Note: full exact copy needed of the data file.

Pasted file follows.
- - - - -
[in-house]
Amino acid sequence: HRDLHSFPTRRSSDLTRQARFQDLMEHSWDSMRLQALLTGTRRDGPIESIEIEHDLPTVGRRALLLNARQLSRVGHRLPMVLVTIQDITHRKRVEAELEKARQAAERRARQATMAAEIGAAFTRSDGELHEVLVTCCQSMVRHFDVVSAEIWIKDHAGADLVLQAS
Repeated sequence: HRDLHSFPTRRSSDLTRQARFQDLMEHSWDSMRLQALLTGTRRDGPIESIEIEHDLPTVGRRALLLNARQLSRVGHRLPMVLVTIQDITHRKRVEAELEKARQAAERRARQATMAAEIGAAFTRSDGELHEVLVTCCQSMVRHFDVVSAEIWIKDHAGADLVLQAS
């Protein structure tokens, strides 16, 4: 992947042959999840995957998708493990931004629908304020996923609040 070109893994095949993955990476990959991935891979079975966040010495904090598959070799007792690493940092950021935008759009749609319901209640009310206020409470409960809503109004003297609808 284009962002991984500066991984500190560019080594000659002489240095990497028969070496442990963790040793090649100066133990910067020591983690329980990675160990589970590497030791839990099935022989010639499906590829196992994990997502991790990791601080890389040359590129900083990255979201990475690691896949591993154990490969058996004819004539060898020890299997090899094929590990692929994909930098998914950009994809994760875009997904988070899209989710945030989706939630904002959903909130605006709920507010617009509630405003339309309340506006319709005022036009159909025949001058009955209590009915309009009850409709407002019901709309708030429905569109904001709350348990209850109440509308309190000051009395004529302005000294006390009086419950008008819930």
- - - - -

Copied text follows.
[in-house]
Amino acid sequence: HRDLHSFPTRRSSDLTRQARFQDLMEHSWDSMRLQALLTGTRRDGPIESIEIEHDLPTVGRRALLLNARQLSRVGHRLPMVLVTIQDITHRKRVEAELEKARQAAERRARQATMAAEIGAAFTRSDGELHEVLVTCCQSMVRHFDVVSAEIWIKDHAGADLVLQAS
Repeated sequence: HRDLHSFPTRRSSDLTRQARFQDLMEHSWDSMRLQALLTGTRRDGPIESIEIEHDLPTVGRRALLLNARQLSRVGHRLPMVLVTIQDITHRKRVEAELEKARQAAERRARQATMAAEIGAAFTRSDGELHEVLVTCCQSMVRHFDVVSAEIWIKDHAGADLVLQAS
């Protein structure tokens, strides 16, 4: 992947042959999840995957998708493990931004629908304020996923609040 070109893994095949993955990476990959991935891979079975966040010495904090598959070799007792690493940092950021935008759009749609319901209640009310206020409470409960809503109004003297609808 284009962002991984500066991984500190560019080594000659002489240095990497028969070496442990963790040793090649100066133990910067020591983690329980990675160990589970590497030791839990099935022989010639499906590829196992994990997502991790990791601080890389040359590129900083990255979201990475690691896949591993154990490969058996004819004539060898020890299997090899094929590990692929994909930098998914950009994809994760875009997904988070899209989710945030989706939630904002959903909130605006709920507010617009509630405003339309309340506006319709005022036009159909025949001058009955209590009915309009009850409709407002019901709309708030429905569109904001709350348990209850109440509308309190000051009395004529302005000294006390009086419950008008819930």